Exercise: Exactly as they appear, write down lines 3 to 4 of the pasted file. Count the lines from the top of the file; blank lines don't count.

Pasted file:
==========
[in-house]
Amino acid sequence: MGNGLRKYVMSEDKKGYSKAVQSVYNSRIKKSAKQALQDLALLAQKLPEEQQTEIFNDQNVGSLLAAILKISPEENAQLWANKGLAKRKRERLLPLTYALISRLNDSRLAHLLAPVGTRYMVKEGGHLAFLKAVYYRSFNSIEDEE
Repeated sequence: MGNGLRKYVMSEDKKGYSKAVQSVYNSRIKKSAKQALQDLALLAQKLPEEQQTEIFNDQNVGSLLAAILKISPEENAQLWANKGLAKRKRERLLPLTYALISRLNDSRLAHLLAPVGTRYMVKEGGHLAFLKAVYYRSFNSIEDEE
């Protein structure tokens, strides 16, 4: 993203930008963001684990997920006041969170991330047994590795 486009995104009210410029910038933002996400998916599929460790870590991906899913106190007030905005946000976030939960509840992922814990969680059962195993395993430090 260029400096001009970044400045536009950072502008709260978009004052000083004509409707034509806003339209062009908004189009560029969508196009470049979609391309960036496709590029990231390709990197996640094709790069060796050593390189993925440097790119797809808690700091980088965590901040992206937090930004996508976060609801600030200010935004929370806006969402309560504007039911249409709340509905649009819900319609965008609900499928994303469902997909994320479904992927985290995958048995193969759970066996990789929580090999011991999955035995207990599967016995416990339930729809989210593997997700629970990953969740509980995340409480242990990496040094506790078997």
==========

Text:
Repeated sequence: MGNGLRKYVMSEDKKGYSKAVQSVYNSRIKKSAKQALQDLALLAQKLPEEQQTEIFNDQNVGSLLAAILKISPEENAQLWANKGLAKRKRERLLPLTYALISRLNDSRLAHLLAPVGTRYMVKEGGHLAFLKAVYYRSFNSIEDEE
């Protein structure tokens, strides 16, 4: 993203930008963001684990997920006041969170991330047994590795 486009995104009210410029910038933002996400998916599929460790870590991906899913106190007030905005946000976030939960509840992922814990969680059962195993395993430090 260029400096001009970044400045536009950072502008709260978009004052000083004509409707034509806003339209062009908004189009560029969508196009470049979609391309960036496709590029990231390709990197996640094709790069060796050593390189993925440097790119797809808690700091980088965590901040992206937090930004996508976060609801600030200010935004929370806006969402309560504007039911249409709340509905649009819900319609965008609900499928994303469902997909994320479904992927985290995958048995193969759970066996990789929580090999011991999955035995207990599967016995416990339930729809989210593997997700629970990953969740509980995340409480242990990496040094506790078997």